This is the actual moisture content of a (representative) sample from the stockpile or part of the cargo to be loaded. In order to avoid liquefaction, the moisture limit needs to be less than the TML.
Under the applicable IMO provisions, shippers have to deliver appropriate cargo information as to whether the cargo may liquefy. This information should include a declaration of the moisture content and the TML. (this principle would apply to any bulk cargo that contains moisture and fine particulars and that has been tested in a laboratory to possess flow properties).
Particular problems occur with iron ore fines and lateritic nickel ore in that these cargoes are usually non-homogeneous in composition and origin and lack uniform moisture contents. Change or difference in moisture content within the parcel or throughout the logistic chain can be the result of the following:
- Difference in moisture content of the product from different mining pits (or even within the same mine)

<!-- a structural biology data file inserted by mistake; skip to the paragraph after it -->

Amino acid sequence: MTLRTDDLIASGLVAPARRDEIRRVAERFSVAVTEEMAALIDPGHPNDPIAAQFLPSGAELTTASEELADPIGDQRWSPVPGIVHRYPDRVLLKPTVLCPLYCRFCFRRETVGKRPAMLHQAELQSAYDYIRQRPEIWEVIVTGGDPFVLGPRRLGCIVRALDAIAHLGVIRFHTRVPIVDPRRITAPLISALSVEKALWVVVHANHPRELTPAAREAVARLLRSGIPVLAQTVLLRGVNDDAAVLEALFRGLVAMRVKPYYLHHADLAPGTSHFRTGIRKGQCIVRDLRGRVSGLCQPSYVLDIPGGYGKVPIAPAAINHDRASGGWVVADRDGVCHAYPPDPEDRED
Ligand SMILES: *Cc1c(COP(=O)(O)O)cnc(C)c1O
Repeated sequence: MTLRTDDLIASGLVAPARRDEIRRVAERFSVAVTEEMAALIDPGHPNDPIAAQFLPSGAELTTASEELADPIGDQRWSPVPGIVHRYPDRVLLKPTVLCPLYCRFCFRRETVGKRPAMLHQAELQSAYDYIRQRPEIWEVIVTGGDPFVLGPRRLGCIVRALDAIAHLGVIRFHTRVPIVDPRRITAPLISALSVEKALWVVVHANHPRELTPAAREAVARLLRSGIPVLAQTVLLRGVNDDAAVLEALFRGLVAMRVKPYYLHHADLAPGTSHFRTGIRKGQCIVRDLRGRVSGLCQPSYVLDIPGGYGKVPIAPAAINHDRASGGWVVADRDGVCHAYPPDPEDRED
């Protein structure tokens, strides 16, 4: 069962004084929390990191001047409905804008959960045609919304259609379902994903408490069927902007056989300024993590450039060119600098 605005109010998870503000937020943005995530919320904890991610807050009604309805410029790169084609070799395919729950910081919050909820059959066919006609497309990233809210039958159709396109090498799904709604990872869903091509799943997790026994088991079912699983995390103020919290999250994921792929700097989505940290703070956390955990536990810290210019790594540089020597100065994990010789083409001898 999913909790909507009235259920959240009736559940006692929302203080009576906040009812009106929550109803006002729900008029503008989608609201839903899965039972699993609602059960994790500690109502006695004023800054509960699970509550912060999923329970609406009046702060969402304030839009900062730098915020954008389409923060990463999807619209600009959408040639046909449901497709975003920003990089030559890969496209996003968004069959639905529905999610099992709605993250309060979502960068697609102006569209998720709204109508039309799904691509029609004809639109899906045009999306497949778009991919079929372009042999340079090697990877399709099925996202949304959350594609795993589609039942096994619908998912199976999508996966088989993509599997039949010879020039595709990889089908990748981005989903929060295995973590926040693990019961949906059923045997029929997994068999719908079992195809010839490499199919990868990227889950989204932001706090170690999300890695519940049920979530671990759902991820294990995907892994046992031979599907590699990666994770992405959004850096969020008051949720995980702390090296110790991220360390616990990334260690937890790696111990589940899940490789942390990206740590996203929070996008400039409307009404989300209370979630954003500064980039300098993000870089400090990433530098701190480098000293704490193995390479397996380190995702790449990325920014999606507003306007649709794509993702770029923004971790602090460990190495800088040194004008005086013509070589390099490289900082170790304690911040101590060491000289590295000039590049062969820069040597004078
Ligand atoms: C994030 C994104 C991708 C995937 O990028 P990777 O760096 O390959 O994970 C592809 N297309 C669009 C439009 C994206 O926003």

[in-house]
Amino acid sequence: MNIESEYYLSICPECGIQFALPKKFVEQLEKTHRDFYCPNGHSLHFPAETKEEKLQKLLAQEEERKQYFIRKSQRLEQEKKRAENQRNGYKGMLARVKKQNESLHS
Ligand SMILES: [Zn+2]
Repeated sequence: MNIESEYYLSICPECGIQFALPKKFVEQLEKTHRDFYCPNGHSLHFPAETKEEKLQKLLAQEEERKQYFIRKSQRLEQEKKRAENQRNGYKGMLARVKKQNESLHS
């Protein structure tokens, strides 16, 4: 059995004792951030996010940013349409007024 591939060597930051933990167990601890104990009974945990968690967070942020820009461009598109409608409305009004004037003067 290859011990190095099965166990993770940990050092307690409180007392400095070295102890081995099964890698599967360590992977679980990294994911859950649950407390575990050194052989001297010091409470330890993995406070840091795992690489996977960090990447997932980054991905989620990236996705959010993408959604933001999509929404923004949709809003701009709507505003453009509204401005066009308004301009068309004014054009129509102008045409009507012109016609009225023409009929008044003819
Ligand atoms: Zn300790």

- Rainfall during inland transportation
- Rainfall and storage conditions during storage (stockpile)
- Rainfall during barge transportation incl. possible free water in the barge.
- Sea wateringress during storage / transportation on board.
As regards the seasonal weather conditions in the tropics (monsoon, wet / dry season), the risk of the cargo becoming increasingly wet is logically higher during the monsoon and wet seasons. It should however be mentioned that (probably due to climate change as well) heavy rain also may occur during the dry season and off-monsoon periods.
In order to ensure that the cargo as shipped or intended to be shipped on board meets the requirements in the IMSBC Code in order to avoid liquefaction, reference is made to the relevant sections in this Code on liquefying cargoes (group A). The International Association of Dry Cargo Shipowners (Intercargo) published the following schematic overview as an aid to assist master in deciding whether to load cargo or not.
Reference is made to the relevant IMO regulations of hazardous cargo.
Full information on this product is in the process of completion.